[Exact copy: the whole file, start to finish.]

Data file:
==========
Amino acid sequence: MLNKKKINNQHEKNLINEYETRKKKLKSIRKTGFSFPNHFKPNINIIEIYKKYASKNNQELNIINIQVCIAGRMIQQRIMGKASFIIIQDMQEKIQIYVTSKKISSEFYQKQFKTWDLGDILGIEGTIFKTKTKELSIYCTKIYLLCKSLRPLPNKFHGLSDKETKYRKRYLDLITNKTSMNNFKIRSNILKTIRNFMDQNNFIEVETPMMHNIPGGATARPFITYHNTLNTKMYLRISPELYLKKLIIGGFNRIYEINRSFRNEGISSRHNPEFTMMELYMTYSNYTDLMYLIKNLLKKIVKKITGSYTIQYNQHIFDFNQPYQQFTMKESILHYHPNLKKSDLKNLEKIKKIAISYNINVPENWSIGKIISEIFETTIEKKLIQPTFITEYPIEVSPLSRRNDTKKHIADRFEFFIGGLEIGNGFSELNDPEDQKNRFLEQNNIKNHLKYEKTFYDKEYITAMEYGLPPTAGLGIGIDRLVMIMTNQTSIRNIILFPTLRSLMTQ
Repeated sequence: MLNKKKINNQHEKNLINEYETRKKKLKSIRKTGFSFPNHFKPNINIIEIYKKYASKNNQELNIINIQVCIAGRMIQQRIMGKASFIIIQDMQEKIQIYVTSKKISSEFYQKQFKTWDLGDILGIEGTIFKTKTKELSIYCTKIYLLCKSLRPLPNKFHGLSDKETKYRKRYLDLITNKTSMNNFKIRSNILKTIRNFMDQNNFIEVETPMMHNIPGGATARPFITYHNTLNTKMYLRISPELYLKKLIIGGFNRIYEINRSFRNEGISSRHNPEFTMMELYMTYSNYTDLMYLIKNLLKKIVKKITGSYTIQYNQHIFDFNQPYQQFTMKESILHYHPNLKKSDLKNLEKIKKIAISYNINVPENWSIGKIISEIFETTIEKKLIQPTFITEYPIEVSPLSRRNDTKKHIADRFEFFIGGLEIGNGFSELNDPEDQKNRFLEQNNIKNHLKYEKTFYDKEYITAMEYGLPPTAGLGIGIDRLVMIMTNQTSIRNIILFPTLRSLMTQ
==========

Amino acid sequence: MLNKKKINNQHEKNLINEYETRKKKLKSIRKTGFSFPNHFKPNINIIEIYKKYASKNNQELNIINIQVCIAGRMIQQRIMGKASFIIIQDMQEKIQIYVTSKKISSEFYQKQFKTWDLGDILGIEGTIFKTKTKELSIYCTKIYLLCKSLRPLPNKFHGLSDKETKYRKRYLDLITNKTSMNNFKIRSNILKTIRNFMDQNNFIEVETPMMHNIPGGATARPFITYHNTLNTKMYLRISPELYLKKLIIGGFNRIYEINRSFRNEGISSRHNPEFTMMELYMTYSNYTDLMYLIKNLLKKIVKKITGSYTIQYNQHIFDFNQPYQQFTMKESILHYHPNLKKSDLKNLEKIKKIAISYNINVPENWSIGKIISEIFETTIEKKLIQPTFITEYPIEVSPLSRRNDTKKHIADRFEFFIGGLEIGNGFSELNDPEDQKNRFLEQNNIKNHLKYEKTFYDKEYITAMEYGLPPTAGLGIGIDRLVMIMTNQTSIRNIILFPTLRSLMTQ
Repeated sequence: MLNKKKINNQHEKNLINEYETRKKKLKSIRKTGFSFPNHFKPNINIIEIYKKYASKNNQELNIINIQVCIAGRMIQQRIMGKASFIIIQDMQEKIQIYVTSKKISSEFYQKQFKTWDLGDILGIEGTIFKTKTKELSIYCTKIYLLCKSLRPLPNKFHGLSDKETKYRKRYLDLITNKTSMNNFKIRSNILKTIRNFMDQNNFIEVETPMMHNIPGGATARPFITYHNTLNTKMYLRISPELYLKKLIIGGFNRIYEINRSFRNEGISSRHNPEFTMMELYMTYSNYTDLMYLIKNLLKKIVKKITGSYTIQYNQHIFDFNQPYQQFTMKESILHYHPNLKKSDLKNLEKIKKIAISYNINVPENWSIGKIISEIFETTIEKKLIQPTFITEYPIEVSPLSRRNDTKKHIADRFEFFIGGLEIGNGFSELNDPEDQKNRFLEQNNIKNHLKYEKTFYDKEYITAMEYGLPPTAGLGIGIDRLVMIMTNQTSIRNIILFPTLRSLMTQ